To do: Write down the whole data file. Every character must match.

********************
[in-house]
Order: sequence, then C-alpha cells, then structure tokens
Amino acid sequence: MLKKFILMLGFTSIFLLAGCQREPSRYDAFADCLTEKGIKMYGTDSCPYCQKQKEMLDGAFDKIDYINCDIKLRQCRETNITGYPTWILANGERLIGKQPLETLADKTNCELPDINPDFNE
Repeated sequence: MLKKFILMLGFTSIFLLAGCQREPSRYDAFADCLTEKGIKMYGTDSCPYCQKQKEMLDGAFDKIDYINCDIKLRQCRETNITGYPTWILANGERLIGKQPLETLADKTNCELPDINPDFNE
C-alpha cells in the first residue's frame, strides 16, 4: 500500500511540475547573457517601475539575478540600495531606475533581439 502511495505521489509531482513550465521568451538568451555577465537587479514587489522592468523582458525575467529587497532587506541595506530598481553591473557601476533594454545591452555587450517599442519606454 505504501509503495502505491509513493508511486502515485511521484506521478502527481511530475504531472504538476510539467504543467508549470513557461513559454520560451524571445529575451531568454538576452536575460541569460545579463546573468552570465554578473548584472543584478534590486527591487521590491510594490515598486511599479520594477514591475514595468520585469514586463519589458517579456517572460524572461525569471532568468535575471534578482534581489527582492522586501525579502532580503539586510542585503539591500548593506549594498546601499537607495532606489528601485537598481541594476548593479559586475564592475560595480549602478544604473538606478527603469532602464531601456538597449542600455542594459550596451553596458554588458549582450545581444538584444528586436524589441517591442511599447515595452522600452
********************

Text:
[in-house]
Order: sequence, then C-alpha cells, then structure tokens
Amino acid sequence: MLKKFILMLGFTSIFLLAGCQREPSRYDAFADCLTEKGIKMYGTDSCPYCQKQKEMLDGAFDKIDYINCDIKLRQCRETNITGYPTWILANGERLIGKQPLETLADKTNCELPDINPDFNE
Repeated sequence: MLKKFILMLGFTSIFLLAGCQREPSRYDAFADCLTEKGIKMYGTDSCPYCQKQKEMLDGAFDKIDYINCDIKLRQCRETNITGYPTWILANGERLIGKQPLETLADKTNCELPDINPDFNE
C-alpha cells in the first residue's frame, strides 16, 4: 500500500511540475547573457517601475539575478540600495531606475533581439 502511495505521489509531482513550465521568451538568451555577465537587479514587489522592468523582458525575467529587497532587506541595506530598481553591473557601476533594454545591452555587450517599442519606454 505504501509503495502505491509513493508511486502515485511521484506521478502527481511530475504531472504538476510539467504543467508549470513557461513559454520560451524571445529575451531568454538576452536575460541569460545579463546573468552570465554578473548584472543584478534590486527591487521590491510594490515598486511599479520594477514591475514595468520585469514586463519589458517579456517572460524572461525569471532568468535575471534578482534581489527582492522586501525579502532580503539586510542585503539591500548593506549594498546601499537607495532606489528601485537598481541594476548593479559586475564592475560595480549602478544604473538606478527603469532602464531601456538597449542600455542594459550596451553596458554588458549582450545581444538584444528586436524589441517591442511599447515595452522600452